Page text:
Leagues and athletes across sports will agree to new data collection and distribution deals in 2021, according to analysts at Deloitte. The information is just too valuable to go uncaptured or unused.
“One of the biggest sources of alternative revenue for U.S. sports organizations in 2021 could be data monetization,” Deloitte’s Technology, Media, and Telecommunications group wrote in its report on “The Hyperquantified Athlete.”
Thus far, data has often been most useful to teams, who have used new metrics for performance tracking, workout customization and injury prevention. However, the boundaries on what teams and leagues ought to have access to, including data collected during off-hours and predictive health elements, remain largely undefined. “I think athletes are going to become more concerned that they are being tracked in ways that maybe don’t have anything to do with their performance and aren’t anybody’s business,” said Jeff Loucks, executive director of Deloitte’s TMT center.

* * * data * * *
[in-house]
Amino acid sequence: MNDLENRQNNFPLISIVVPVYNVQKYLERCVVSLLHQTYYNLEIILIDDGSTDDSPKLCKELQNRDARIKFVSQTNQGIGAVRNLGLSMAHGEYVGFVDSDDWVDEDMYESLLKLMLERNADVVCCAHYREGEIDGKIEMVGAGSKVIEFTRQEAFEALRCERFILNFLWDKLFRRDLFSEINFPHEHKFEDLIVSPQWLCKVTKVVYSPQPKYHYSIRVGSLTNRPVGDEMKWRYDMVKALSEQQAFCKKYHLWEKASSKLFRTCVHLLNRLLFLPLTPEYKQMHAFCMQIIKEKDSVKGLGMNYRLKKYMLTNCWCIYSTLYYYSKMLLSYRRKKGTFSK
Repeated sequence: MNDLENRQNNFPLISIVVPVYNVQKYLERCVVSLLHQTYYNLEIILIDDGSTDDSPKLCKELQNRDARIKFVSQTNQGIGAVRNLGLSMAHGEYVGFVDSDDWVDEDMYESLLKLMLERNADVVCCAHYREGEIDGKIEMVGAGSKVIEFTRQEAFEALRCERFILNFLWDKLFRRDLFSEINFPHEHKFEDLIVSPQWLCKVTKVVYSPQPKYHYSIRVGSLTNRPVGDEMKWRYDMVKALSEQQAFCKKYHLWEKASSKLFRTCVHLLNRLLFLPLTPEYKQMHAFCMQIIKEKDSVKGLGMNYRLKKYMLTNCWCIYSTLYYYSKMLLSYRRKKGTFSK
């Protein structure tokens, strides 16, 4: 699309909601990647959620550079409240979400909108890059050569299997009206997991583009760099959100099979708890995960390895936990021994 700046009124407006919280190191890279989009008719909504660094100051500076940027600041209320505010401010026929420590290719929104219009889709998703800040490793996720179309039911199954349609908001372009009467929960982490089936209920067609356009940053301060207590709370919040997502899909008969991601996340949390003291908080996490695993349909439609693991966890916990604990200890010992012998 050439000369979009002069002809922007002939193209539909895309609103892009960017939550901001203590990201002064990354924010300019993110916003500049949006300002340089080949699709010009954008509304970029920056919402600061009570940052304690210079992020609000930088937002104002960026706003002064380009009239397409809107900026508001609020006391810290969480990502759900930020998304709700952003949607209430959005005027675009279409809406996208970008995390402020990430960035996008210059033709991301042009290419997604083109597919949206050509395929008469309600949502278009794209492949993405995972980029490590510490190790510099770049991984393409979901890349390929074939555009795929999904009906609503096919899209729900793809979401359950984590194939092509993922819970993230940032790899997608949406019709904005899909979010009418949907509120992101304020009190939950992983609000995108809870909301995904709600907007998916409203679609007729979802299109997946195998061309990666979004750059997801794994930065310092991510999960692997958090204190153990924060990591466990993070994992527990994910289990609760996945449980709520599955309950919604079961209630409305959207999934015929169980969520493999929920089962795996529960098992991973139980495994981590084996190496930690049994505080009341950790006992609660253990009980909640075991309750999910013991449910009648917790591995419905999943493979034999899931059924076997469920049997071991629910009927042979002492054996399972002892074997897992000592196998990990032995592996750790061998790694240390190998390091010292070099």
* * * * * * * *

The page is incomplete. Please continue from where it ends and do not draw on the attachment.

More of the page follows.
The growing legal betting sector will also be interested in data that can both inform gamblers and create new types of prop bets. Media partners are already using metrics such as player speed as well as positional data to augment their broadcasts.
“I think there’s a desire to start to share the data more broadly,” said Deloitte’s U.S. sports sector lead Pete Giorgio. “It’s complicated, but I do think it’ll benefit all parties.”
COVID-19 has only increased interest in health data, bringing factors like blood oxygen levels into the public consciousness. Leagues have turned to wearables including Kinexon’s SafeZone tags, Whoop’s armband, and Oura’s ring product in an effort to maintain safety protocols amidst the pandemic.
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